All of this is done within my own definition of safety, which for me is comfortable and for most other people is not. But I know what my car is capable of, I know what my driving skills are capable of, and I never push beyond my abilities. I never put myself in a position where I won't be able to recover if someone else does something stupid. If I'm in the right lane going through an intersection and to my left is a line of people turning left, I go very slowly because I know that the people coming towards me who want to turn left across my lane of traffic probably won't see my little ass. I don't cut in front of other cars and jam on the brakes because bigger cars won't be able to stop as quickly as I will (plus it's rude). This is why I haven't been in an accident of my own fault since 1995 and haven't been in an accident at all since 1997.
(Yes, I will knock on wood if it will make you feel better.)
All of this combines to make driving, for me, an extremely intense activity. One must be alert at every second to push city driving to the limits like this.
Of course, there are times when this isn't an option. When other people are in the car. Especially when I am taking Xandria to school or home from school. Any time any bit of my concentration has to be diverted away from driving, I consciously back off the level at which I drive proportionately to account for it. With a kid in the car, that's an automatic reason to back away from the experience. Driving the way I do is only a risk to my own safety, and a minor one, in my opinion. But the instant I have a passenger, there is someone else who is putting their safety in my hands, and I respect that.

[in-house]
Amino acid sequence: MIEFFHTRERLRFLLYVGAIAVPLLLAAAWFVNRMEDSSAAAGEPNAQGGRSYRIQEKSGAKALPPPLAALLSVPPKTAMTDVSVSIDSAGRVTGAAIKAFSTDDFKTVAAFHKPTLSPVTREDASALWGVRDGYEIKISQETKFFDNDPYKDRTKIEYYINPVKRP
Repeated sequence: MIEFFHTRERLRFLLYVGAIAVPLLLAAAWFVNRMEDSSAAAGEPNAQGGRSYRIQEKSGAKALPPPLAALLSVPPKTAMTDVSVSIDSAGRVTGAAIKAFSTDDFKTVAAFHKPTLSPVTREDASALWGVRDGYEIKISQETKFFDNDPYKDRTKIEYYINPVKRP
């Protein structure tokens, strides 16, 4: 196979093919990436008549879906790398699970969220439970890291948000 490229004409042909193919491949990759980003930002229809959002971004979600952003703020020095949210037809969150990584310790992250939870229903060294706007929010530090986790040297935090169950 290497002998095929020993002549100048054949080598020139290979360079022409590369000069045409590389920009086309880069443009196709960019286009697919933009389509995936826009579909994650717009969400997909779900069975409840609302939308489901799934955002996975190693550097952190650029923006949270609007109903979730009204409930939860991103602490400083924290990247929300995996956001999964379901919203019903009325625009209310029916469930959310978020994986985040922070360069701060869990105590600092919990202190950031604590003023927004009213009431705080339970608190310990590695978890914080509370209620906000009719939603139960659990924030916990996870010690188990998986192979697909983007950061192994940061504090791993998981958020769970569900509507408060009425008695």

And yes, I understand everyone can't or wouldn't like to deal with this level of driving. I understand I'm towards one end of the spectrum on this. But, to quote a friend, "I make time when I drive." It's efficient, which appeals to my logical side, and it's fun, which appeals to my.. uh, fun side.
Yes, 70 mph on an interstate for hours on end is going to be reasonably boring regardless of what you're driving, and it's very nice to have a comfortable ride that you don't have to think much about in that situation. But that's the exception for me, not the rule. 95% of my driving is city driving. I'd rather drive an uncomfortable, stiff suspension manual transmission on a road trip than to drive a cushy automatic for my daily driver. I wanted a car that would be ideal for autocrossing because I figured autocrossing was the type of racing that would most closely resemble driving in traffic, and a good autocrosser will be a car that will handle my style of city driving very well.
I've talked a lot about this in terms of logic, of thought, and haven't really gotten much into the feeling of it. Don't think that's not also a part of it. That's the biggest and best part of it.
Time go to sauter the wires to my reverse lights back onto the switch.